The unspeakable grief of losing a child and grandchild to family murder crashes down in every chapter of "For Laci," a book by Laci Peterson's mother scheduled to hit bookshelves Saturday.
"You wake up from most nightmares and they're over," Sharon Rocha wrote in the book's opening line. "Mine was different."
Most of the eight books published about Modesto's blockbuster double-murder case have focused on Scott Peterson, who arrived on death row in March. In contrast, Rocha's book — subtitled "A Mother's Story of Love, Loss and Justice" — provides by far the best look at the soul of the victim.
As only a mother could.
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"She deserves to be remembered for her life, not her death," Rocha wrote.
Rocha, who has been taping interviews in anticipation of a book tour, wrote in an author's note that she plans to "use money from this book to start a fund for search and rescue in memory of Laci and Conner."
Though Random House's Web site shows Saturday as the release date, The Bee bought a copy Tuesday at Border's bookstore in Turlock. Eric Carlson, a manager at Border's in Modesto, said Tuesday that his store had not received permission to release it, and a Barnes & Noble employee said that store won't sell it until Saturday.
"For Laci" takes the reader through Laci Rocha's idyllic childhood, full of cheerleading, fireworks sparklers and boyfriends, to her college courtship by the handsome and charismatic Scott Peterson.
Though millions followed the Christmas Eve 2002 missingperson case of the pretty, pregnant substitute teacher and her husband's 2004 trial, Rocha tells it through the eyes of a sleepdeprived, grief-stricken mother and grandmother.
"By going through all this again (in 'For Laci,'), this time on my terms, I hoped to start the healing process and repair some of my hurt and heartbreak," Rocha wrote. "That has proved to be unrealistic. I still cry every day. My wound has remained large and fresh. I don't know if I'll ever heal."
Sprinkled among the book's 335 pages are noteworthy revelations, or reminders of little-known facts, including:
Rocha never wed Ron Grantski, who raised her daughter as his own, because their marriage plans once were interrupted by her father's death, and a second time by his father's.
In a school report saved by Rocha, a young Laci wrote that the "Psycho" character Norman Bates "can fool you by looking and acting like a normal person."
Scott Peterson left a golf-course job after being accused of stealing from the company, after meeting Laci Rocha but before their marriage.
Laci Peterson kept a pregnancy diary. Rocha referred to it several times in "For Laci," including this:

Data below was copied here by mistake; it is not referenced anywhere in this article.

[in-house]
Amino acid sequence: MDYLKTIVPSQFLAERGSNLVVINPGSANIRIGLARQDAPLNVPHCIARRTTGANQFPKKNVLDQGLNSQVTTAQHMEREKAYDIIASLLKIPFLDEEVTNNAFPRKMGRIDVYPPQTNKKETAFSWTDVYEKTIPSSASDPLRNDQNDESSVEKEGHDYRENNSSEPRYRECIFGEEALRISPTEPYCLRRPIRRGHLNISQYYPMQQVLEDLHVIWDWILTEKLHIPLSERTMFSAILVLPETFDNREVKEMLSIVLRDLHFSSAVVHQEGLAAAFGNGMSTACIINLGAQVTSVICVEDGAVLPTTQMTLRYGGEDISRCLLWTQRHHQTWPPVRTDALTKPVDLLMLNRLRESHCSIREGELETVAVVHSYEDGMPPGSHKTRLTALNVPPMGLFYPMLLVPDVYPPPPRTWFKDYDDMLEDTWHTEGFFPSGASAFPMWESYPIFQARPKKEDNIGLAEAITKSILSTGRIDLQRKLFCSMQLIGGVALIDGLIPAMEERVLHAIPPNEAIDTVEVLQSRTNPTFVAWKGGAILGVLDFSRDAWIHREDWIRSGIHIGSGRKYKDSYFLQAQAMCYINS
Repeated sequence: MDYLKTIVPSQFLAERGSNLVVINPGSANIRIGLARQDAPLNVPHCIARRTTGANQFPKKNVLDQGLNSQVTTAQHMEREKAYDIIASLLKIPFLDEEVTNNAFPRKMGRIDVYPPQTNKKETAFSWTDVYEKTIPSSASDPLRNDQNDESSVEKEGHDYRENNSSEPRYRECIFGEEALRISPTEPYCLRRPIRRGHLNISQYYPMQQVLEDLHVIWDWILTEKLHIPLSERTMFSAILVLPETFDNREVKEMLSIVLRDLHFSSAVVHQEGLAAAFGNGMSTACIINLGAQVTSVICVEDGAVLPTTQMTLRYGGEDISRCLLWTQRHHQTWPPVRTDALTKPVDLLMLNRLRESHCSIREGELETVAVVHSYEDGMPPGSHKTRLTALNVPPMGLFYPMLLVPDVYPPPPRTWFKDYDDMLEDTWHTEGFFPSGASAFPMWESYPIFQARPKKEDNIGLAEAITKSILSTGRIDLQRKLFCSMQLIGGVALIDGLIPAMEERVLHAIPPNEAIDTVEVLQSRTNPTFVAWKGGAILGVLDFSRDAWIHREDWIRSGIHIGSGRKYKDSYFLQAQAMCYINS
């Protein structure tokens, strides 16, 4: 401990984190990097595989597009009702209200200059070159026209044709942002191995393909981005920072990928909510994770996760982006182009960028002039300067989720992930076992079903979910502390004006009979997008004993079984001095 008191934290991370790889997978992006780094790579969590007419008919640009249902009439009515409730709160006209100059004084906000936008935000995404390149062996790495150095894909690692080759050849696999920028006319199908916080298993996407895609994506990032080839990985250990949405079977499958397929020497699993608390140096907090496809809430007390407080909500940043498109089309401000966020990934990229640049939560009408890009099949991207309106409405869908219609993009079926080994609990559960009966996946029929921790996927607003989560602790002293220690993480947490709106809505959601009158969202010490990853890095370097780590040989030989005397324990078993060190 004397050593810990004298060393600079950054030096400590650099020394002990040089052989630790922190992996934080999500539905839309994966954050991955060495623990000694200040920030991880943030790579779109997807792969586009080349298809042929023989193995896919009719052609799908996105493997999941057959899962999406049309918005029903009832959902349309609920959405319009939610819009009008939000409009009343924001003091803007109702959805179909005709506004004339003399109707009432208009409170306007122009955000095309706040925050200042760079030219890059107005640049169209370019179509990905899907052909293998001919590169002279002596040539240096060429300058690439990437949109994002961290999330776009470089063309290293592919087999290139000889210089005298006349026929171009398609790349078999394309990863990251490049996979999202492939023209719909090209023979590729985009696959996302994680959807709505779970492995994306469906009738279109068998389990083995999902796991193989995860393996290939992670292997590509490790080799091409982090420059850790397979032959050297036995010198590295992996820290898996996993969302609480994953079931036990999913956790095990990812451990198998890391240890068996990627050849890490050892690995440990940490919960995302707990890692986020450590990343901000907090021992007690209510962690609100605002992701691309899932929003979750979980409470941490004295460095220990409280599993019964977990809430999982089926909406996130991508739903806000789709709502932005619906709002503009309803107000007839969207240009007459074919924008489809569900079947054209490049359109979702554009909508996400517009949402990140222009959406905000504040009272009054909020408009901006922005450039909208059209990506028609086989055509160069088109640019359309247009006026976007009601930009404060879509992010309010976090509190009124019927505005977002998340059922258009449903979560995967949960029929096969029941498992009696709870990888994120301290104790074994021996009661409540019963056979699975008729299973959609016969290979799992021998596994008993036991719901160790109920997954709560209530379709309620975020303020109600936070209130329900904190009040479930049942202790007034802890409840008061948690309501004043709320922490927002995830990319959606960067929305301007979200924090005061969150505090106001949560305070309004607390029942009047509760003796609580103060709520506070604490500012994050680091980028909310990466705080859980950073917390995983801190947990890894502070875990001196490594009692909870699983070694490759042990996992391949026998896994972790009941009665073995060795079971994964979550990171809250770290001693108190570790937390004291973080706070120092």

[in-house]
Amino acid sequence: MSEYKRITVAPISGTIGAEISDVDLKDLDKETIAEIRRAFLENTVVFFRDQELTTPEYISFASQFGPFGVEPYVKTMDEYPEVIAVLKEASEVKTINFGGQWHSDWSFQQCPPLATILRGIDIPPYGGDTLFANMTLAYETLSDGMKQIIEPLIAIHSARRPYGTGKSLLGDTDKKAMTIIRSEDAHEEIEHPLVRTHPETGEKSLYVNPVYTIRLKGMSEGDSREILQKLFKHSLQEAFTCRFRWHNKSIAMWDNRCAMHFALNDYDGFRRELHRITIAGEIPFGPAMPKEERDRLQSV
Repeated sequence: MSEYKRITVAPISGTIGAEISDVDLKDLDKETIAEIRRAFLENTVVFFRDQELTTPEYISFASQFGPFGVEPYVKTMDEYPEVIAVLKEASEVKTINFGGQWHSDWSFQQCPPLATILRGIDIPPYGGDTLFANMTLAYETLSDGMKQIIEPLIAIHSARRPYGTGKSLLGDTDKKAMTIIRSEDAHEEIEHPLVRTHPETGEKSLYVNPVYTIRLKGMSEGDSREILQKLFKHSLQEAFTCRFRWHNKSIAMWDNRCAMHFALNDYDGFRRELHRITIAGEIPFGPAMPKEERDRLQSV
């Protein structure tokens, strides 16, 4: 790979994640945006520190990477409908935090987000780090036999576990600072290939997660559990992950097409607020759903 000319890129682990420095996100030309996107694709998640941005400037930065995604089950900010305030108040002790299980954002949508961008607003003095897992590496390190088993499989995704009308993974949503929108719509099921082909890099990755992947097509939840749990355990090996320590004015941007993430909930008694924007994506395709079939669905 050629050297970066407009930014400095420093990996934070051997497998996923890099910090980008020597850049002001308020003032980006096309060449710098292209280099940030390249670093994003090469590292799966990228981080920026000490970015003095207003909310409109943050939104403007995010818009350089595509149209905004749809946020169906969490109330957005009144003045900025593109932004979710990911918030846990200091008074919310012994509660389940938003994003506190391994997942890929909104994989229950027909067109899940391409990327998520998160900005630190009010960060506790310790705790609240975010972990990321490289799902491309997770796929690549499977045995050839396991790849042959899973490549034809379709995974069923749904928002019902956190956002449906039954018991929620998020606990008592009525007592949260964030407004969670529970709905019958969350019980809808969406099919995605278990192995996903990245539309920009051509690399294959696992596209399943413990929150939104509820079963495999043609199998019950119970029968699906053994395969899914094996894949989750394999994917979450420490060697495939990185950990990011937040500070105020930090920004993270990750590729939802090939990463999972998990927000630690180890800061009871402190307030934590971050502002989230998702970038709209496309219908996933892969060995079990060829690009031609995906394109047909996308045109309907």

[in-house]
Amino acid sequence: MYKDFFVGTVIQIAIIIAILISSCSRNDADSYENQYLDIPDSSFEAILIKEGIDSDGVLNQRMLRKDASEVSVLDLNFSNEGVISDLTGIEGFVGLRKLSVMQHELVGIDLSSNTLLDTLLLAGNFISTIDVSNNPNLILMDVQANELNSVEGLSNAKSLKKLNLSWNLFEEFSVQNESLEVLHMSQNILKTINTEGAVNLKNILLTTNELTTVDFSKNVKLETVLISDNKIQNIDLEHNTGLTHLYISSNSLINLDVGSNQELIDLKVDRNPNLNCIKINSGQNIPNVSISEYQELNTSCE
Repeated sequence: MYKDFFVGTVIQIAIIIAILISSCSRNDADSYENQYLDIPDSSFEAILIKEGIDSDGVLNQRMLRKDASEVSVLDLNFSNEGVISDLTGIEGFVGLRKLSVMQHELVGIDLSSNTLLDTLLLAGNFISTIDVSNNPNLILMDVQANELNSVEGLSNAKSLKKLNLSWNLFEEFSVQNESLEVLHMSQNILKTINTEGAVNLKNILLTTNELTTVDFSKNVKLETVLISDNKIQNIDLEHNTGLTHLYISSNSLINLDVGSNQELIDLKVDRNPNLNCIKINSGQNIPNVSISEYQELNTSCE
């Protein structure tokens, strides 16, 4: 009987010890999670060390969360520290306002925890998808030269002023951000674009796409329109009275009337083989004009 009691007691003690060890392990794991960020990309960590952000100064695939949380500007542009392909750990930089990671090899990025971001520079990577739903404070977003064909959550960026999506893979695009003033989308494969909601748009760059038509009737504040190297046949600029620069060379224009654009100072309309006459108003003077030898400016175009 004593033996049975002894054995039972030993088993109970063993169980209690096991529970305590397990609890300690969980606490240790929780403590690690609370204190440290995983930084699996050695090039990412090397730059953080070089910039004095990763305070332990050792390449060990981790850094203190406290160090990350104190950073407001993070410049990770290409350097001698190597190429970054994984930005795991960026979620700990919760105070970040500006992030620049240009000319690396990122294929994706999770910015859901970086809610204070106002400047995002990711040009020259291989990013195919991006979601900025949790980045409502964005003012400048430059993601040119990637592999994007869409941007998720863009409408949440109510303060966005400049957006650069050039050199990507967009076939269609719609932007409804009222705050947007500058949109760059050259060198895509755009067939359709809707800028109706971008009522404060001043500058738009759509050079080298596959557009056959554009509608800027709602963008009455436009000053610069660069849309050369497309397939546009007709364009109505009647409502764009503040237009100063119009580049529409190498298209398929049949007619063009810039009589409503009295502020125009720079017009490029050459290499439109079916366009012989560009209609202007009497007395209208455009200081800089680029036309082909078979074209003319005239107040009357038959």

"We've decided to name him Conner Latham Peterson. I enjoy talking to him and rubbing my tummy to let him know I'm thinking about him. Pregnancy is such a wonderful experience."
Scott Peterson stunned those searching for his missing wife by announcing that he had arranged for a pet psychic to interview the couple's dog. He canceled that when Rocha blew up and said the idea was ridiculous.
Rocha was struck by a psychic's description of Scott Peterson murdering her daughter and dumping her body in San Francisco Bay — enough to drive there for an eerie "confirmation" a month before the bodies were recovered nearby. That was exactly two years before a judge affirmed his death sentence.
"It wasn't just the wind I struggled against," Rocha wrote. "The longer I was there and the more I looked, the more I knew in my soul that Laci was out there. I felt it so strongly. I stared out at that place where water and sky converged and I felt an umbilical tug between me and my daughter. She was there, I was certain."
Rocha also wrote about secret desires to bind, drug and torture her son-in-law to elicit a confession. And, she admitted to having a feeling of satisfaction when a throng gathered to heckle Peterson shortly after his arrest.
Rocha's personal revelations include two visions of her murdered daughter. In one, she describes in moving detail Laci Peterson's clothing and their heartbreaking conversation.
Rocha shares several stories of people the world over who reached out to console Laci Peterson's loved ones, including a sailor stationed in Iraq.
Another time, a woman said Laci Peterson once taught a class attended by the woman's daughter, whose name also was Laci. She gave Rocha a pencil with "Laci" printed on it that Peterson had given to the girl.
"It was moments like this that got me through the worst times," Rocha wrote. "Each time I encountered someone like that, their kind words became a tiny patch on my heart. I hoped that someday there would be enough to close the wound."
On the Net: www.lacipeterson.com lists Sharon Rocha's tentative schedule of book-tour interviews, including USA Today Jan. 5, People magazine Jan. 6, "Dateline NBC" Jan. 8, "Today" show (NBC) and "Larry King Live" (CNN) Jan. 9, and Nancy Grace (Court TV) and Greta Van Susteren (Fox) Jan. 10.
Bee staff writer Garth Stapley can be reached at 578-2390 or firstname.lastname@example.org.